In addition, Panormitis Beach, which is next to the same-named monastery, is a lengthy, undeveloped sandy beach. Since this, It’s quite a result, which adds to the pleasure of relaxing in its gorgeous environment.

4. Hiking

The island of Symi does have some wonderful landscapes to take in and explore because of its untamed, mountainous topography. The greatest season for hiking on Symi is in the fall when the oppressive heat of the summer has subsided.

From Horio to Agia Marina, there is a particularly lovely trek. The 4.8-mile climb offers breathtaking views of the Aegean Sea all along the route and can be finished in about half a day.

5. Underwater

Some of Symi’s natural treasures must be explored below the water’s surface; not all of them are found there. Anyone who is not certified or experienced in scuba diving can simply put on a snorkel mask & explore the island’s cave and rocks.

However, Symi has a lengthy history of diving due to its history of diving and natural sponges. Visitors can view shipwrecks, caverns, & reefs that are submerged in the waters surrounding the island by diving.

6. A Boat Ride

You have to take a boat ride while you’re on Symi. Locally caught little shrimp are delicately and sweetly fried to perfection. Every foodie worth the salt must try these because they are well-known throughout Greece.

Aside from shellfish, there are many other delectable foods to eat, such as desserts like misokofti. This is a variation of moustalevria, a traditional Greek pudding made with ripe fragosika (prickly pear pulp), maise flour, and sugar.

The delectable doughnut-like delicacy known as akoumia, which is indigenous to the island, also belongs to the category of sweets. Its ingredients—cooked rice, yeast, flour, & ouzo—deviate from those used to make conventional Greek doughnuts. After being deep-fried, the akoumia is served with honey, cinnamon, or both.

7. Musuems and Monuments

1. Panormitis Monastery

It is believed that this monastery, which is devoted to the Archangel Michael, has been around since the fourteenth century.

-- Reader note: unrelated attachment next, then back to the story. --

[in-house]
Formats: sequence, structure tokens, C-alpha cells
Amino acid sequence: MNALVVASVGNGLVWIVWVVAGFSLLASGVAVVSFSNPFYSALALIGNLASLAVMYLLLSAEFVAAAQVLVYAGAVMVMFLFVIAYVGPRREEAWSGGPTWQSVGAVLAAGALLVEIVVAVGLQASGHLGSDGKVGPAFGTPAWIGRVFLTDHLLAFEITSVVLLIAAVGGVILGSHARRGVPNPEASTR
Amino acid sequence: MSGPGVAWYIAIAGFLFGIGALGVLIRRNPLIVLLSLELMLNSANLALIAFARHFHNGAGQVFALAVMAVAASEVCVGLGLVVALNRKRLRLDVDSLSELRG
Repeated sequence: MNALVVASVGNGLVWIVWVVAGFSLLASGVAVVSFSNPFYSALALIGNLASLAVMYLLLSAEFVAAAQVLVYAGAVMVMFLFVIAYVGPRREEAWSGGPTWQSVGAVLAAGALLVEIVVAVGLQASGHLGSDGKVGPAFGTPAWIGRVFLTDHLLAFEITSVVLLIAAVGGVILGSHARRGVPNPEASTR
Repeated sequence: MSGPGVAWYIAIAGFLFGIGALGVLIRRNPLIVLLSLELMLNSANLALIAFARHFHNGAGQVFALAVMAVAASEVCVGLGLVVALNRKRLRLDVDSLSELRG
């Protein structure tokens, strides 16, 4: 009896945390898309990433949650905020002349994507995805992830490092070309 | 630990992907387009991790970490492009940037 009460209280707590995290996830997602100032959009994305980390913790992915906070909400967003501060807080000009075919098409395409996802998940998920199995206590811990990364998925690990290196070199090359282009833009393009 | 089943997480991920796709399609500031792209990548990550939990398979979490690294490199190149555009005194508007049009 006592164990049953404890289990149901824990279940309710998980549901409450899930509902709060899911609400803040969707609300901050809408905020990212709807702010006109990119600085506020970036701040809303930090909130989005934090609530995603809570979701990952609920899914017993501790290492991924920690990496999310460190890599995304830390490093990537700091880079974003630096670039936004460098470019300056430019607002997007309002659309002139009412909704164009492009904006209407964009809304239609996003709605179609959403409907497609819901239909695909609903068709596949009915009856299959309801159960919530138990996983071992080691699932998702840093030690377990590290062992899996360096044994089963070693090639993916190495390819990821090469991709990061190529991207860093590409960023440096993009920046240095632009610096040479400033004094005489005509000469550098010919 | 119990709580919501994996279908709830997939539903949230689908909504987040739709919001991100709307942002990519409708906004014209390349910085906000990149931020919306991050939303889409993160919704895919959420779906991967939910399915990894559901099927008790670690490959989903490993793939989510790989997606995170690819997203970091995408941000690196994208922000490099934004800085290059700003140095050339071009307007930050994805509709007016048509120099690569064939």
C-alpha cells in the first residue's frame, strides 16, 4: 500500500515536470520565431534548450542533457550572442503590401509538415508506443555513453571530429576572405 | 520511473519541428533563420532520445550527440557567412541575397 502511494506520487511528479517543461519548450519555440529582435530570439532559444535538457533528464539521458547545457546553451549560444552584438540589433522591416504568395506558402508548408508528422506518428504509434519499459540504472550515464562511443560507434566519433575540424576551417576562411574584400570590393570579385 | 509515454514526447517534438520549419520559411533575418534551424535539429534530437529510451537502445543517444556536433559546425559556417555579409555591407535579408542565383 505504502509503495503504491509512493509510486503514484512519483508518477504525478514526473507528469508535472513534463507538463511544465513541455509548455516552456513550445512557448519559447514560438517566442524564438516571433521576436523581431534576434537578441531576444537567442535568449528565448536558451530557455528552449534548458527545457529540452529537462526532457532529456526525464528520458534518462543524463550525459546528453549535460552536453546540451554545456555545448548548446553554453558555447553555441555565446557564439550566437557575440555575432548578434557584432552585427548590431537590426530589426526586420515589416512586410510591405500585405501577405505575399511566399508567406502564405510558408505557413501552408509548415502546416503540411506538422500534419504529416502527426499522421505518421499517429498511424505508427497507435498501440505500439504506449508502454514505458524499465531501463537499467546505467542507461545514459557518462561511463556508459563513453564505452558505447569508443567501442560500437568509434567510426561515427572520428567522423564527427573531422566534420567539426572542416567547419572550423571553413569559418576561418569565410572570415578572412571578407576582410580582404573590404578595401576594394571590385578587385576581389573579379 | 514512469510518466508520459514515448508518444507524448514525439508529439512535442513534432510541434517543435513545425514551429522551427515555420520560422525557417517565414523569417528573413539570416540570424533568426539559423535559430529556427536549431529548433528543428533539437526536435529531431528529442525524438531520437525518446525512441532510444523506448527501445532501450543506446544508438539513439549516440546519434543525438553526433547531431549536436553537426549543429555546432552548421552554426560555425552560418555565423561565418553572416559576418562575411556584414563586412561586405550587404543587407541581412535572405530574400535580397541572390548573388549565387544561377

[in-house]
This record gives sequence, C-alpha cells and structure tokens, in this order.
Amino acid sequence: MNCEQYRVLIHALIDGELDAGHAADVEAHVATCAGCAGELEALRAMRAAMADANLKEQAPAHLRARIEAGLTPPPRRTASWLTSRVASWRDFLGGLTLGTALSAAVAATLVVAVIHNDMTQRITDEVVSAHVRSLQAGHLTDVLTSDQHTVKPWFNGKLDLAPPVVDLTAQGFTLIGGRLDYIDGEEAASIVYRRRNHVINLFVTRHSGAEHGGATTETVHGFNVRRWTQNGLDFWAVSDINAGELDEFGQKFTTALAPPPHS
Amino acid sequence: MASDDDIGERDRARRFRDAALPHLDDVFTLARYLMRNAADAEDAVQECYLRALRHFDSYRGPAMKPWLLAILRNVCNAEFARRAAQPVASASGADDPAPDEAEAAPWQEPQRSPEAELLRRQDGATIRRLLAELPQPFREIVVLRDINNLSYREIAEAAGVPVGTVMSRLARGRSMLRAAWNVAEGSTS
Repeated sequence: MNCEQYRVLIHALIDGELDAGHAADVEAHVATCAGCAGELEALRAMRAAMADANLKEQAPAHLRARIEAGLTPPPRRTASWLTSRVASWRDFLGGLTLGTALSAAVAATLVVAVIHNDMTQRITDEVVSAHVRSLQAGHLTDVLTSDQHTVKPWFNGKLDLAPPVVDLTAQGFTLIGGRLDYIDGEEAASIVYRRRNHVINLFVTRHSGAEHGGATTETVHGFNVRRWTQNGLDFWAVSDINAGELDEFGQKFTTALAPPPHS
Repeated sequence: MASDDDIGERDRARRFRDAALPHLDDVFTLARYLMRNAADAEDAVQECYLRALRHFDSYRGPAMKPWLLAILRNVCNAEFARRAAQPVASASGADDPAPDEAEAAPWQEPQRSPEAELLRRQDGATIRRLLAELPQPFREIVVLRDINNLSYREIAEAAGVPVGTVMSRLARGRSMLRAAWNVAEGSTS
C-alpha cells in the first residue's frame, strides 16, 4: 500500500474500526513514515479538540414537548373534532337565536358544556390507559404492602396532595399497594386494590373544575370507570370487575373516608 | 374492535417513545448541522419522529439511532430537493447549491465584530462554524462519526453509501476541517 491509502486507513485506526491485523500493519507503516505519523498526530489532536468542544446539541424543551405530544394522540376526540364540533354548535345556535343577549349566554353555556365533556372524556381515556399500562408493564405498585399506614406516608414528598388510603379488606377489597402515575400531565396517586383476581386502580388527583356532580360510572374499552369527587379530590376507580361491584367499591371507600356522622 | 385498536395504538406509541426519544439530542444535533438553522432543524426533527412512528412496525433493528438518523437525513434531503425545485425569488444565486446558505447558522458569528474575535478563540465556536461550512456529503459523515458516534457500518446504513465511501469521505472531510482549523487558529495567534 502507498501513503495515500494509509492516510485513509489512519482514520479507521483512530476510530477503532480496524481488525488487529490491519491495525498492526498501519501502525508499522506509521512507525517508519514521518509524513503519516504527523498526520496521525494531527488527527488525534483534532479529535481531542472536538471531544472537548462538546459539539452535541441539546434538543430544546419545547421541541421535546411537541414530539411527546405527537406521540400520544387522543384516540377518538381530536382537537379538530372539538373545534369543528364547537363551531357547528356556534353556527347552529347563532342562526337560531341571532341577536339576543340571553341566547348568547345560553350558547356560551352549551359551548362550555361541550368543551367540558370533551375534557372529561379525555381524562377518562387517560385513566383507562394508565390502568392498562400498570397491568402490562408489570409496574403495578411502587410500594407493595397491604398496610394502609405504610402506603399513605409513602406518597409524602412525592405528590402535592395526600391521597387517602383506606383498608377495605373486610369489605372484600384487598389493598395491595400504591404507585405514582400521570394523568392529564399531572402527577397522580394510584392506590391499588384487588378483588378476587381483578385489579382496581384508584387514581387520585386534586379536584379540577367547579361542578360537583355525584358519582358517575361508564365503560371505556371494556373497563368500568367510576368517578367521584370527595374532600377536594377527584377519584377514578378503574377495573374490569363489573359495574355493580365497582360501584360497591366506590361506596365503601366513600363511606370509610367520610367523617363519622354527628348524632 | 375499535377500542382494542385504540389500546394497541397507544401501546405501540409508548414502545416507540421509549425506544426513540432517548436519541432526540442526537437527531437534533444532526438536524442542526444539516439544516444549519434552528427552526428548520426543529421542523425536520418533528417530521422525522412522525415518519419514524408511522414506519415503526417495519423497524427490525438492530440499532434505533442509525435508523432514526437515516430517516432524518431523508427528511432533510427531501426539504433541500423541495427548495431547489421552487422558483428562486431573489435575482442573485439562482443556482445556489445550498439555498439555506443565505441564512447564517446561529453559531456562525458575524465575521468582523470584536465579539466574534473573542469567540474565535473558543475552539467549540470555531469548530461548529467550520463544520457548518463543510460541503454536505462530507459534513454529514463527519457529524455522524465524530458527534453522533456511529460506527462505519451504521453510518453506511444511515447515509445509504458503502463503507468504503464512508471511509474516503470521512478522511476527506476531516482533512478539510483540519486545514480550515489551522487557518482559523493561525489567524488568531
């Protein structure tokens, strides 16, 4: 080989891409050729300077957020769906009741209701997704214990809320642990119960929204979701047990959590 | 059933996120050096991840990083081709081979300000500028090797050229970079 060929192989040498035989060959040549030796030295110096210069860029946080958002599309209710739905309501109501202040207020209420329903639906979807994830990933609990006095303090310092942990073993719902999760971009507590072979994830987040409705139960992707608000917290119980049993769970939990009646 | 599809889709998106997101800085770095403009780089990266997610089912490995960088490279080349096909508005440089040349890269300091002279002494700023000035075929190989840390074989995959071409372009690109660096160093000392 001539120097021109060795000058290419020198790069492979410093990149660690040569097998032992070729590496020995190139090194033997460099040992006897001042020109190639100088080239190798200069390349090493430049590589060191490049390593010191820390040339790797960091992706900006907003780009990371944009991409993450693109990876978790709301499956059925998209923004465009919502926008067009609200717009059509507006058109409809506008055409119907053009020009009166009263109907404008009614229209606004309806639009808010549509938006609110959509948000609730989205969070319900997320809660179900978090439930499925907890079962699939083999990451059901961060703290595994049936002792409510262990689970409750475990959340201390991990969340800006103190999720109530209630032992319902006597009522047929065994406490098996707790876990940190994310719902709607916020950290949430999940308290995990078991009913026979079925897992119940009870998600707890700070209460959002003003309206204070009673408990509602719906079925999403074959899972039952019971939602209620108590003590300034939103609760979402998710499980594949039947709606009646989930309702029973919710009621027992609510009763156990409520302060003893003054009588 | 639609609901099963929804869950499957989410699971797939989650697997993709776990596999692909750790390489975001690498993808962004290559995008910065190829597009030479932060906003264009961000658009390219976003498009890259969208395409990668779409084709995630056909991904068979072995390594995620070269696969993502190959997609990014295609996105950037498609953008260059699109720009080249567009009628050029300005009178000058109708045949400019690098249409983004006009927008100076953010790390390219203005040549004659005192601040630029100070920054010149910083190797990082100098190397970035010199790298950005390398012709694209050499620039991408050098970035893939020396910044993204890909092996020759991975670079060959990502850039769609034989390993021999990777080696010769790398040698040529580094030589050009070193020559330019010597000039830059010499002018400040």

2. European Castle

You can understand why it was a suitable location for a castle. The Knights of Saint John’s symbol may still be seen above the castle door.

3. Roukouniotis Monastery

Two halls of worship are housed inside this white-washed structure, and the walls are decorated with murals that date back hundreds of years. Keep an eye out for the historical cypress tree at the monastery’s entryway.

4. Medieval Wine Presses

Symi Island has a long history of producing wine, and the practice of planting and crafting wines is still practised today. On the island, wine presses from the Byzantine period have been found.

In the Kourkouliotis region, you may observe these presses, which are made of sizable circular stones having divots in the centre for crushing the grapes manually. Just proceed down the trail that leads from Megalos Sotiras Monastery.

5. Pontikokastro

For more ruins, visit Ano Symi, the town’s historic core, where you can find this enigmatic stone artefact. It is a circular building that is believed to be an old tomb or burial mound. Some people think it’s the King Nireus Tomb. There are 500 steps to climb to get there, but the views are spectacular.

6. Nautical Museum in Symi

Given that Symi is an island in the Aegean, it makes sense that the sea has had a significant influence on its history. The Symi Nautical Museum is a great place to learn about the island’s long and short maritime histories.

Symi Island
Image by Dimitris Vetsikas from Pixabay

It first opened its doors in a neoclassical structure in Symi Town, where it displays old nautical charts, models, and equipment. The island’s history of sponge fishing is also covered in the museum.

7. Museum of Archaeology and Folklore in Symi

Another museum in Symi is built in a former neoclassical mansion. Today, three distinct collections are held here: archaeological, byzantine, & folklore. The first collection describes discoveries made during several Symi excavations, including artefacts. Manuscripts and icons are included in the Byzantine portion, while folklore contains traditional clothing and everyday objects.

Final Note

Overall, Symi Island is that we wholeheartedly suggest seeing if Rhodes, a Greek island, is on your schedule. You won’t find parties on this island going till the wee hours of the morning. For anyone looking to get away from the bustle of the city (Athens) & experience a slice of Greek paradise, Symi is the ideal destination.

It is a very serene and laid-back island. There are many things to do, like visiting the Greek islands, Dodecanese Island group, Small island and main town, Beach chairs, Visiting Symi, Colorful mansions, Symi’s beaches, taxi boats, monastery grounds, and many others.

Since the island is so small, you can walk to many of the places you’d want to be close to for convenience’s sake, like pubs and restaurants. You’ll definitely feel at home in the lodgings on the island (particularly the ones mentioned above).